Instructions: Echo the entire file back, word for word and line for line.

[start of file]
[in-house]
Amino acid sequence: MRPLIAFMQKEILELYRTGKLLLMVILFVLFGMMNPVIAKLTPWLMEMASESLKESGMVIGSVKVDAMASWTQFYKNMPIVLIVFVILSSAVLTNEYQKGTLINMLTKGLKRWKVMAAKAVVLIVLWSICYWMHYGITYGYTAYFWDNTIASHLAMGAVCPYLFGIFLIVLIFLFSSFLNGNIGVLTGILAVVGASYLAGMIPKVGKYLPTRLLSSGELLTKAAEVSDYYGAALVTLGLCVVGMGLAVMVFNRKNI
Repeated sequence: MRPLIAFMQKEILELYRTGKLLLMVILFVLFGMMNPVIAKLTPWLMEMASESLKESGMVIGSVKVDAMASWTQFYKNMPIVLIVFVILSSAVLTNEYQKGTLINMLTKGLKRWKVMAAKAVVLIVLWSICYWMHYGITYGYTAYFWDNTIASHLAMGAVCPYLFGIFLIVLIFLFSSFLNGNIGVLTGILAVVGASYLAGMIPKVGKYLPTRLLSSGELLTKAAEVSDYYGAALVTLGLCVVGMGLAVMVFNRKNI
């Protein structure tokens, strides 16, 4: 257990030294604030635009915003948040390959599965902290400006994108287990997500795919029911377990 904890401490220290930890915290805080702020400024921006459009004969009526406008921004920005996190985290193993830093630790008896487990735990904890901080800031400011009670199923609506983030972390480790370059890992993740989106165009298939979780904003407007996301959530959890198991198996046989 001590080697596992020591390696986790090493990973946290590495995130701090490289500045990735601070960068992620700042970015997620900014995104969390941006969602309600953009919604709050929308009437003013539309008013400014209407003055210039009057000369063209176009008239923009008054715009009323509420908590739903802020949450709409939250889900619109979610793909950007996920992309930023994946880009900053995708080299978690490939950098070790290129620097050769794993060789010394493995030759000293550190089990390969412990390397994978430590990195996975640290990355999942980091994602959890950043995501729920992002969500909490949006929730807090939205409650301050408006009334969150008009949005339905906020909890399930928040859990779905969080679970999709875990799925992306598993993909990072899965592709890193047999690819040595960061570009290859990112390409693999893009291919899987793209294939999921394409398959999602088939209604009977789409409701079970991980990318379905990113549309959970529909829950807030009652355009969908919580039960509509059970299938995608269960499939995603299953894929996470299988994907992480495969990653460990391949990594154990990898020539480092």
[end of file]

[in-house]
Amino acid sequence: MRPLIAFMQKEILELYRTGKLLLMVILFVLFGMMNPVIAKLTPWLMEMASESLKESGMVIGSVKVDAMASWTQFYKNMPIVLIVFVILSSAVLTNEYQKGTLINMLTKGLKRWKVMAAKAVVLIVLWSICYWMHYGITYGYTAYFWDNTIASHLAMGAVCPYLFGIFLIVLIFLFSSFLNGNIGVLTGILAVVGASYLAGMIPKVGKYLPTRLLSSGELLTKAAEVSDYYGAALVTLGLCVVGMGLAVMVFNRKNI
Repeated sequence: MRPLIAFMQKEILELYRTGKLLLMVILFVLFGMMNPVIAKLTPWLMEMASESLKESGMVIGSVKVDAMASWTQFYKNMPIVLIVFVILSSAVLTNEYQKGTLINMLTKGLKRWKVMAAKAVVLIVLWSICYWMHYGITYGYTAYFWDNTIASHLAMGAVCPYLFGIFLIVLIFLFSSFLNGNIGVLTGILAVVGASYLAGMIPKVGKYLPTRLLSSGELLTKAAEVSDYYGAALVTLGLCVVGMGLAVMVFNRKNI
């Protein structure tokens, strides 16, 4: 257990030294604030635009915003948040390959599965902290400006994108287990997500795919029911377990 904890401490220290930890915290805080702020400024921006459009004969009526406008921004920005996190985290193993830093630790008896487990735990904890901080800031400011009670199923609506983030972390480790370059890992993740989106165009298939979780904003407007996301959530959890198991198996046989 001590080697596992020591390696986790090493990973946290590495995130701090490289500045990735601070960068992620700042970015997620900014995104969390941006969602309600953009919604709050929308009437003013539309008013400014209407003055210039009057000369063209176009008239923009008054715009009323509420908590739903802020949450709409939250889900619109979610793909950007996920992309930023994946880009900053995708080299978690490939950098070790290129620097050769794993060789010394493995030759000293550190089990390969412990390397994978430590990195996975640290990355999942980091994602959890950043995501729920992002969500909490949006929730807090939205409650301050408006009334969150008009949005339905906020909890399930928040859990779905969080679970999709875990799925992306598993993909990072899965592709890193047999690819040595960061570009290859990112390409693999893009291919899987793209294939999921394409398959999602088939209604009977789409409701079970991980990318379905990113549309959970529909829950807030009652355009969908919580039960509509059970299938995608269960499939995603299953894929996470299988994907992480495969990653460990391949990594154990990898020539480092």